Papillion, Revisited

The archives in Hollywood are bulging with remakes. Many consider remakes evidence of a dearth of creativity (“hey, what about this film? It worked pretty well before, we still have the rights, let’s do it again”). Others, likely sitting in proximity of the green light button, see a remake as a chance to go back and do it better with the benefit of hindsight. Both perspectives are undoubtedly in play when sequels and prequels are being considered.

In this case, the 1973 original film was a quiet tour de force starring Steve McQueen and Dustin Hoffman. The remake brings the decidedly less noteworthy Charlie Hunnam and Rami Malek into the lead roles, with rather mixed results.



The story derives from several books on the subject, including the eponymous autobiography, which was a best seller in France for many weeks. The plot involves an escape from the rugged Devil’s Island penal colony off the coast of South America, orchestrated by the lead duo of a safecracker and a forger. The ultimate escape occurs after several failed attempts. The prison life portrayed provides ample incentive for the ongoing urge for freedom. Hunnam plays Henri “Papillon” Charrière, the French criminal whose nickname means “Butterfly.” Hunnam is fairly taciturn in the face of his struggles. Rami Malek is Louis Dega, the counterfeiter with a heart. (Malek will be seen later this year in another biopic, as Freddie Mercury in the Queen film “Bohemian Rhapsody”).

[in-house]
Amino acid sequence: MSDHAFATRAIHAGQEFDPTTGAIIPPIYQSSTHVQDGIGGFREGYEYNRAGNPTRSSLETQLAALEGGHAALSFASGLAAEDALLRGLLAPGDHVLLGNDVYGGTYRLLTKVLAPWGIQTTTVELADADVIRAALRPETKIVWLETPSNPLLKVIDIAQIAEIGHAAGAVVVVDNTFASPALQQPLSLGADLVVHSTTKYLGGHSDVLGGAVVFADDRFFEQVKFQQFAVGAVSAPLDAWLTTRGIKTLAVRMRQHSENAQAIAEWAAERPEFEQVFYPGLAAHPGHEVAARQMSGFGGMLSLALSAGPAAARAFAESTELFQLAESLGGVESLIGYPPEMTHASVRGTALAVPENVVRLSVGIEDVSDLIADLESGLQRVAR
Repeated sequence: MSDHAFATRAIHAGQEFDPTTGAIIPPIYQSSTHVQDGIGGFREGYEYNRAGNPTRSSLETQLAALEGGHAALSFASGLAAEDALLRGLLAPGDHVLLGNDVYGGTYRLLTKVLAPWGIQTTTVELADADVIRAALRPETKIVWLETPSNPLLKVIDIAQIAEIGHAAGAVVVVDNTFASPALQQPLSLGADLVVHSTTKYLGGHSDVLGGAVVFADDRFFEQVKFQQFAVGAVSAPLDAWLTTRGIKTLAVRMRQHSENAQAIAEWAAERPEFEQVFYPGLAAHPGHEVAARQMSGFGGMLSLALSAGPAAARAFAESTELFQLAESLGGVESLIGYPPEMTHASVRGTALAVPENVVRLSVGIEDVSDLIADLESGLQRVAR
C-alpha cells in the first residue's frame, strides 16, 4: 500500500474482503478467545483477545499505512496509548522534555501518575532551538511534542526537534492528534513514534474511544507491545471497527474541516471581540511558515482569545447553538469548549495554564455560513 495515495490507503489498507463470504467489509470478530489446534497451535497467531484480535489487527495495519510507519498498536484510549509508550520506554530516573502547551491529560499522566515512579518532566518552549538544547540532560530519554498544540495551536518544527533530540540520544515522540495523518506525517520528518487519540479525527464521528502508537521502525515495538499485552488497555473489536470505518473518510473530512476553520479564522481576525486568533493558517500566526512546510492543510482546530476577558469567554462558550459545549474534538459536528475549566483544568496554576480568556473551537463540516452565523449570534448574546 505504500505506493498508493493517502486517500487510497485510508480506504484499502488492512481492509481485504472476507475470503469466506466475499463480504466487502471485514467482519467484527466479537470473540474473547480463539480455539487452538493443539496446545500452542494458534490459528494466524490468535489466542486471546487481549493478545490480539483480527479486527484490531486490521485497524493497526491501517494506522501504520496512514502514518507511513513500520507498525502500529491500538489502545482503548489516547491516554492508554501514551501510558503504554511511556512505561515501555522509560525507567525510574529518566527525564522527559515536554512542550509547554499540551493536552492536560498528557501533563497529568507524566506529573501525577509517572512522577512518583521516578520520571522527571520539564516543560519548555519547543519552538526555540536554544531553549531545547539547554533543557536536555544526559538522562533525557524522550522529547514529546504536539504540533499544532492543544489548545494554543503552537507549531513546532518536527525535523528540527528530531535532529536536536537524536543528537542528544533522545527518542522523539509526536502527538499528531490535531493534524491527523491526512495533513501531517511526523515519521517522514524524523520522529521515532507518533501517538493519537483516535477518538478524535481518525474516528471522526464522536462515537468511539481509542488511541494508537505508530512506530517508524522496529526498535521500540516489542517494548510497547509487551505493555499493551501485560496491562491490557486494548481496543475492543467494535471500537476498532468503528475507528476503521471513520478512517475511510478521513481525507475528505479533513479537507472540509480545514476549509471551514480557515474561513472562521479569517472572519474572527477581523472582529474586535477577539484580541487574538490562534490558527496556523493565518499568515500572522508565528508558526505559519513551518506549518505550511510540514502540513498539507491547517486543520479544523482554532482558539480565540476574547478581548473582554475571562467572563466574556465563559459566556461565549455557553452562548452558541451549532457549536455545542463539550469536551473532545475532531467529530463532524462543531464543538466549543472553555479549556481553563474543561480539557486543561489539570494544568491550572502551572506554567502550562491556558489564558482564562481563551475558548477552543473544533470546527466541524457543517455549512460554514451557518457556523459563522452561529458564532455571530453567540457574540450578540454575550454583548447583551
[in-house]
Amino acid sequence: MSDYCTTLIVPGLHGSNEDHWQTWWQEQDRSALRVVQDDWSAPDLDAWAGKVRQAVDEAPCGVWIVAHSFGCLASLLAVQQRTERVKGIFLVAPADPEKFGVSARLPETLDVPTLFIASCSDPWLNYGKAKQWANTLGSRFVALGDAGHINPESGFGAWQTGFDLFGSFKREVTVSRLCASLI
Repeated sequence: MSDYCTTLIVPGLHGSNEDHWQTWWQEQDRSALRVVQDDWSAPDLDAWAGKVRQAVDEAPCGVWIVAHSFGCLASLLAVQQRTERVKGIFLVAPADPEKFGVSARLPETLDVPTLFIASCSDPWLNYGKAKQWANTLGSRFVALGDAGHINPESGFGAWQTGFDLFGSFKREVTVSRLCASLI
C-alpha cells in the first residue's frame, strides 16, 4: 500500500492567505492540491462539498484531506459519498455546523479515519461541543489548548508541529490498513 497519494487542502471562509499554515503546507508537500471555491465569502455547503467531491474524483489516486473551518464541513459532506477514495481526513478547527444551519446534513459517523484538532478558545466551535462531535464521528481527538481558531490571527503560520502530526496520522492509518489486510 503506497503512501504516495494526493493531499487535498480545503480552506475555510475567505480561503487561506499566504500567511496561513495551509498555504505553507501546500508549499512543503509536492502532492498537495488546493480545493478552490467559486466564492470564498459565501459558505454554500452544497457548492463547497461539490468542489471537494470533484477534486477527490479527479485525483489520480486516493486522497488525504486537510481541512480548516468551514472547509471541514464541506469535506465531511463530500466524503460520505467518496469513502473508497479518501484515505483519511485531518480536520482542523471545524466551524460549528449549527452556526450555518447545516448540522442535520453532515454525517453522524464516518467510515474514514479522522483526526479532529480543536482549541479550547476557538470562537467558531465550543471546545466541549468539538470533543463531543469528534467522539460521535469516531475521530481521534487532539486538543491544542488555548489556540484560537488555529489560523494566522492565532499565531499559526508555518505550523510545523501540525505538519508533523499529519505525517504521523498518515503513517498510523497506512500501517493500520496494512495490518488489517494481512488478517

The bleak conditions of the prison are juxtaposed with the mostly gorgeous surroundings of the pervasive ocean, mirroring the characters’ seemingly hopeless conditions. The previous documentary work by the Danish director Michael Noer provides the gritty realism necessary to keep this fairly decent remake afloat.


Brad Auerbach has been a journalist and editor covering the media, entertainment, travel and technology scene for many years. He has written for Forbes, Time Out London, SPIN, Village Voice, LA Weekly and early in his career won a New York State College Journalism Award.